We have been home for almost one week. I always loved being home, but I never knew just how much until home was the last place I could be. I love home. I love having my family together. I even try to envision ways that would allow us to do all of her treatments at home and how I would present this lavish idea to Tessa’s extended team of specialists…because I am sure that a nationally recognized children’s hospital would go for something like that. It sure would be nice though…
I know that the hospital is a
good great place for her to be. But when we are there, little moments like this don’t happen.
The good news is that Tessa and Kendal picked up where they left off. I am also certain that amidst the jabbering that takes place in the toy room, they are sharing stories of mom and dad’s parent fails that took place in each other’s absence. Like, “Kendal…girl, listen to this…one morning in the hospital mom was so out of it, she forgot to put a diaper back on me after she changed me…showed her!” Kendal would appropriately respond like, “I can top that! Dad put me in pants that were two sizes too small AND forgot to feed me breakfast so I puked on him. Boom!” Babies do that, right? And just like that, my little co-conspirators are back at it making sure that their mom and dad stay on their toes.
We may have triumphed over Tessa losing her hair (which has really fallen out substantially since the above picture), but the one side effect of chemo that we cannot overcome is that it has turned my child into a salt-loving maniac. To be more specific, Tessa is hard up for chips of any kind at any time. It is a daily battle. At the hospital everyone was all, “Well as long as she’s eating we are okay with it…” At home during breakfast when she is begging me for the chips in plain sight (thanks Dad), and I tell her that she cannot have chips my life looks like this…
I feel like I am living with a real life addict. How long before I need to call A&E and set up and intervention on this chick? The girl wants chips…all day long. I guess we will worry about correcting her diet later.
Having a child with cancer obviously changes everything. Besides the obvious including home medical care, there are several little changes that have to take place as well like no real Christmas trees, no fresh flowers (which will probably be the only “doctor’s orders” that my husband will ever follow), hand sanitizer at every corner, vacuuming, cleaning and disinfecting daily, etc. If it all helps get Tessa through her treatment with ease, of course we would do anything. This also means that holidays will be spent much differently than we would normally spend them. We will either be at home alone or in the hospital. We have also decided to celebrate them when we can. Therefore, our first (ever) artificial Christmas tree will be going up tonight. ’Tis the season at the Carey house!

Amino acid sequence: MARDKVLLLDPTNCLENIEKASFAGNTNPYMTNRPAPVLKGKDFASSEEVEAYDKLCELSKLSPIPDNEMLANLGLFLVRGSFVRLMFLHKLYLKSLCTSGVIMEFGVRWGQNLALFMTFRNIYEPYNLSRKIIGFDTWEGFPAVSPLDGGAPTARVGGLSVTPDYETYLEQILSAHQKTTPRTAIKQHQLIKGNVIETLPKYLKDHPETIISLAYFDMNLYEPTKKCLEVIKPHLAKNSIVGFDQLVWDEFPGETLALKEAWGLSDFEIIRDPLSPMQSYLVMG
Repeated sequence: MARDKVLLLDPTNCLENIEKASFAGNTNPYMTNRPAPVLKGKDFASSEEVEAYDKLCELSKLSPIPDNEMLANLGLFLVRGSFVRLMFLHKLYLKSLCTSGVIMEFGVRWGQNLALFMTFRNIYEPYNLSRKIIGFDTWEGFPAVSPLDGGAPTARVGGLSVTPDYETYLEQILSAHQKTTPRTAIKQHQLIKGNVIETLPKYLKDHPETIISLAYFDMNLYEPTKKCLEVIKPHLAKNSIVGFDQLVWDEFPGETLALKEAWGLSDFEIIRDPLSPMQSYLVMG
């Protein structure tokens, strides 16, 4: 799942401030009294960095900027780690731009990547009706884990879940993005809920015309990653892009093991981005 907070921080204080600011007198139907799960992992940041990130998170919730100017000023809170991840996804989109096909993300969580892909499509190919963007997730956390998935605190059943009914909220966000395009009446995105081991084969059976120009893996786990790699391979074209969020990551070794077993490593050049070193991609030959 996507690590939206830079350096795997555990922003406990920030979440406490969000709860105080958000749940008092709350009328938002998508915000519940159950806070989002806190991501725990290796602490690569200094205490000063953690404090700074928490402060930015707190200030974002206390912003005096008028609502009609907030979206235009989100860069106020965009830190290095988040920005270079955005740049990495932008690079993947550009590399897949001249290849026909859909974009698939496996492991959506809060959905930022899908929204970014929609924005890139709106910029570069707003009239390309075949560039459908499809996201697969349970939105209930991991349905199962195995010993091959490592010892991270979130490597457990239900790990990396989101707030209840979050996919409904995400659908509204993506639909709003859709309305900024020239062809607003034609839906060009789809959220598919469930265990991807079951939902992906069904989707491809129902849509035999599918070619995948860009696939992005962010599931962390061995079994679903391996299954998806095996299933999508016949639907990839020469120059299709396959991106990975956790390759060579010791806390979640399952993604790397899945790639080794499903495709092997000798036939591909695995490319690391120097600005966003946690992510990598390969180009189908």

Just now as I was writing this post, it was too quiet…way too quiet. In my house this usually means Tessa is doing something she shouldn’t.
This little series of events transpired like this, “Tessa!” The top left picture is when she said “Uh-oh,” then she signed “clean up” and went about her business doing just that. You would think that by now I would have learned. Nope.
Home is good.
Tessa will return to the hospital on Tuesday for a bone marrow biopsy and a spinal tap. She will be admitted a few days later after all necessary test are done. Tuesdays biopsy is critical. If she is in remission (as we suspect that she is), then we can continue treating her with the same regimen of medicines as she had in the first round. If she is not in remission, the plans would change meaning that a more intense approach will be necessary to treat her or possibly even a bone marrow transplant.
In the mean time, we would just like to say thank you for everyone’s help and kindness. We appreciate everyone that is reaching out to help in any way that they can. We appreciate the thoughts and prayers. We appreciate all of the delicious meals that people are bringing by, the cards, the well wishes and all of the love that surrounds us. There are wonderful people in this world, and we are fortunate to know so many of them.
I know that Tessa’s life has always been an open book. Obviously we never knew leukemia would be a part of her story, but it is now. Sometimes I cannot believe how much Tessa touches the lives of those who read her story. In return, people want to help. Help comes in many forms. Accepting help can be a hard pill to swallow. At times it can be overwhelming. Dan and I talked about the numerous offers that people have extended to us and how we handle it all. Unfortunately with the help comes the criticism as well. Although we have yet to experience it first hand (thank God), we have seen it and we know it exists. At the end of the day we have decided that if people care enough about us to take time out of their lives to make our days a little bit brighter during these dark times, of course we will let them. We are battling cancer, not our egos. With that, THANK YOU! THANK YOU! THANK YOU! Thank you never ever feels like enough compared to the generosity from those around us. But I hope one day, we can return many favors to those who need them.